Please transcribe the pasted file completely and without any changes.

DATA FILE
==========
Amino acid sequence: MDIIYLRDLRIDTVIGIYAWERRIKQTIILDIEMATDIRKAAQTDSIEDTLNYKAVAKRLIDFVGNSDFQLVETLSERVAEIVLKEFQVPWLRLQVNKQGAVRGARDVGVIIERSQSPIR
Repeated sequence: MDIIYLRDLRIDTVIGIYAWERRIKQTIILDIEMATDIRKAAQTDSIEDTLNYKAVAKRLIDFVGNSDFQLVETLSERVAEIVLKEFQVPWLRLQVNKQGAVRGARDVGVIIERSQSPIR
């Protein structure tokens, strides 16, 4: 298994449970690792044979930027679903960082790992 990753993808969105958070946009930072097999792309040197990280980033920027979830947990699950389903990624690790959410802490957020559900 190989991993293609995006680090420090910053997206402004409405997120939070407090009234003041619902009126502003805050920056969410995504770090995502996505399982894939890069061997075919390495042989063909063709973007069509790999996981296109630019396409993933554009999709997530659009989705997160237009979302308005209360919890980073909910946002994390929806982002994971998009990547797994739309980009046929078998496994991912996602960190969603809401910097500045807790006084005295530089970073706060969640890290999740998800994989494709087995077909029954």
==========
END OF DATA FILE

Amino acid sequence: MDIIYLRDLRIDTVIGIYAWERRIKQTIILDIEMATDIRKAAQTDSIEDTLNYKAVAKRLIDFVGNSDFQLVETLSERVAEIVLKEFQVPWLRLQVNKQGAVRGARDVGVIIERSQSPIR
Repeated sequence: MDIIYLRDLRIDTVIGIYAWERRIKQTIILDIEMATDIRKAAQTDSIEDTLNYKAVAKRLIDFVGNSDFQLVETLSERVAEIVLKEFQVPWLRLQVNKQGAVRGARDVGVIIERSQSPIR
């Protein structure tokens, strides 16, 4: 298994449970690792044979930027679903960082790992 990753993808969105958070946009930072097999792309040197990280980033920027979830947990699950389903990624690790959410802490957020559900 190989991993293609995006680090420090910053997206402004409405997120939070407090009234003041619902009126502003805050920056969410995504770090995502996505399982894939890069061997075919390495042989063909063709973007069509790999996981296109630019396409993933554009999709997530659009989705997160237009979302308005209360919890980073909910946002994390929806982002994971998009990547797994739309980009046929078998496994991912996602960190969603809401910097500045807790006084005295530089970073706060969640890290999740998800994989494709087995077909029954």